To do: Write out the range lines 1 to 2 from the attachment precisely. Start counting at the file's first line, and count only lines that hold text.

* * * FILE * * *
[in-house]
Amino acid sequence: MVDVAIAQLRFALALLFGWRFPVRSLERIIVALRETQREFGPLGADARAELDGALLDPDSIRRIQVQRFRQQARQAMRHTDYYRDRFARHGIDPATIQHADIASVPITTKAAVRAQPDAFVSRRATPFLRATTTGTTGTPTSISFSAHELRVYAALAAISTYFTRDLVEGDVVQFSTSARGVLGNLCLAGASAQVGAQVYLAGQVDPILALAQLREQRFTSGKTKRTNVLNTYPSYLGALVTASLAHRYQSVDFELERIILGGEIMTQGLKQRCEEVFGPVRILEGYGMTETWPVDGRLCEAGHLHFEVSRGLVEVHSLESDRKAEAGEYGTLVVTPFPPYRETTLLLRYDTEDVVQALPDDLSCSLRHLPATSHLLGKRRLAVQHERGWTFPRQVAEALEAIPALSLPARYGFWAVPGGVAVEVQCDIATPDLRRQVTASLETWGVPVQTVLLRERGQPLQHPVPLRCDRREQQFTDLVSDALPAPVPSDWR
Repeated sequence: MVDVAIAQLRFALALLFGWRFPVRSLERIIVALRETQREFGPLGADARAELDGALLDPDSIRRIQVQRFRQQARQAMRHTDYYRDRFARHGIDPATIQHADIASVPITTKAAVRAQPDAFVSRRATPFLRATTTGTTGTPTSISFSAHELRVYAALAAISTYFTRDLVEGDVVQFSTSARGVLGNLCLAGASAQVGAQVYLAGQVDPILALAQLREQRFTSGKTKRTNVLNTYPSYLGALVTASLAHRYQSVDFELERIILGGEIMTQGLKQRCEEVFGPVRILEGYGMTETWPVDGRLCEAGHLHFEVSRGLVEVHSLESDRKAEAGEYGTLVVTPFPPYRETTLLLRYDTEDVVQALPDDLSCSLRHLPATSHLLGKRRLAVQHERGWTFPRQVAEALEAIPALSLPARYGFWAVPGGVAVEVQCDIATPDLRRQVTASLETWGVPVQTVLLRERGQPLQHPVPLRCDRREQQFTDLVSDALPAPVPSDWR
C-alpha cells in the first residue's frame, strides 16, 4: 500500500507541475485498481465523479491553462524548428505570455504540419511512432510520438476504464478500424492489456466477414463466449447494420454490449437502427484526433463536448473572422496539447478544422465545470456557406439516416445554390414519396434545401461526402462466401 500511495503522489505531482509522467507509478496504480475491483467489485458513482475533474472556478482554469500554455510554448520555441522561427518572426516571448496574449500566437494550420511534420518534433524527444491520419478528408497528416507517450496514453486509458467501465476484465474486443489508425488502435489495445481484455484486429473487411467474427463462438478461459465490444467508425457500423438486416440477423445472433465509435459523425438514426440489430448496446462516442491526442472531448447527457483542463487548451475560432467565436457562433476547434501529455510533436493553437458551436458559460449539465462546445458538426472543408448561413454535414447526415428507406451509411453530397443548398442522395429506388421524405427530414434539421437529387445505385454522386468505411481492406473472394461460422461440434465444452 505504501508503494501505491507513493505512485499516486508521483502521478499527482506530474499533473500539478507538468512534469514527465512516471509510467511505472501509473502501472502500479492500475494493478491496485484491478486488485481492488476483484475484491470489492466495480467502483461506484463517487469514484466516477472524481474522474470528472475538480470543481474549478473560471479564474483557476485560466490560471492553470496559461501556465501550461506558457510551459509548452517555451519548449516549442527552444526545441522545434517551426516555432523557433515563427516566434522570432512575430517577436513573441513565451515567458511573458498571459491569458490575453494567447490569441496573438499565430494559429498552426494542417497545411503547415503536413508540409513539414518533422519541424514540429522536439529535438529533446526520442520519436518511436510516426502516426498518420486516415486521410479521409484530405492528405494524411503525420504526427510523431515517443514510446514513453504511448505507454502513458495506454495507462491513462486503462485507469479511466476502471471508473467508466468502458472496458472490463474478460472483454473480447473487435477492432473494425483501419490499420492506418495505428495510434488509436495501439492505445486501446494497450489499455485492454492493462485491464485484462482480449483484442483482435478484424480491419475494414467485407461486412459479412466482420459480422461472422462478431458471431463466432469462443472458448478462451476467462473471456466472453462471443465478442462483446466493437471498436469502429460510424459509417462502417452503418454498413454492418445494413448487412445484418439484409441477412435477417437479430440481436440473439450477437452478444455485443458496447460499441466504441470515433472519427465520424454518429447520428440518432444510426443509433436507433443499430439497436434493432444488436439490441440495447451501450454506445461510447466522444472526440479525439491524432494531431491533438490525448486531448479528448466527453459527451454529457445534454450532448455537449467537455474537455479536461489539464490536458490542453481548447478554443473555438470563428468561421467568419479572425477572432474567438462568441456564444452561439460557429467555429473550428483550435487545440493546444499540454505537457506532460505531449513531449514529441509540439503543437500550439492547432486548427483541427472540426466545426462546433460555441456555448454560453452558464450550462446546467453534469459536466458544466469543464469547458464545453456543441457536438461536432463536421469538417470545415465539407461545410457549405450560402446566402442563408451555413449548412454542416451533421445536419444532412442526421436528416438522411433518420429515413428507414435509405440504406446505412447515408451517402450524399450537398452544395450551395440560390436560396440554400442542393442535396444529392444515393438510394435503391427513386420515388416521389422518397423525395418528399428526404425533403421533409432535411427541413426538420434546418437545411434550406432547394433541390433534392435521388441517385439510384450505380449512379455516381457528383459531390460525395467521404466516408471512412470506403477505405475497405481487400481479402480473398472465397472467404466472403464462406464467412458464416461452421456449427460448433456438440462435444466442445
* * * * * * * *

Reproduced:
[in-house]
Amino acid sequence: MVDVAIAQLRFALALLFGWRFPVRSLERIIVALRETQREFGPLGADARAELDGALLDPDSIRRIQVQRFRQQARQAMRHTDYYRDRFARHGIDPATIQHADIASVPITTKAAVRAQPDAFVSRRATPFLRATTTGTTGTPTSISFSAHELRVYAALAAISTYFTRDLVEGDVVQFSTSARGVLGNLCLAGASAQVGAQVYLAGQVDPILALAQLREQRFTSGKTKRTNVLNTYPSYLGALVTASLAHRYQSVDFELERIILGGEIMTQGLKQRCEEVFGPVRILEGYGMTETWPVDGRLCEAGHLHFEVSRGLVEVHSLESDRKAEAGEYGTLVVTPFPPYRETTLLLRYDTEDVVQALPDDLSCSLRHLPATSHLLGKRRLAVQHERGWTFPRQVAEALEAIPALSLPARYGFWAVPGGVAVEVQCDIATPDLRRQVTASLETWGVPVQTVLLRERGQPLQHPVPLRCDRREQQFTDLVSDALPAPVPSDWR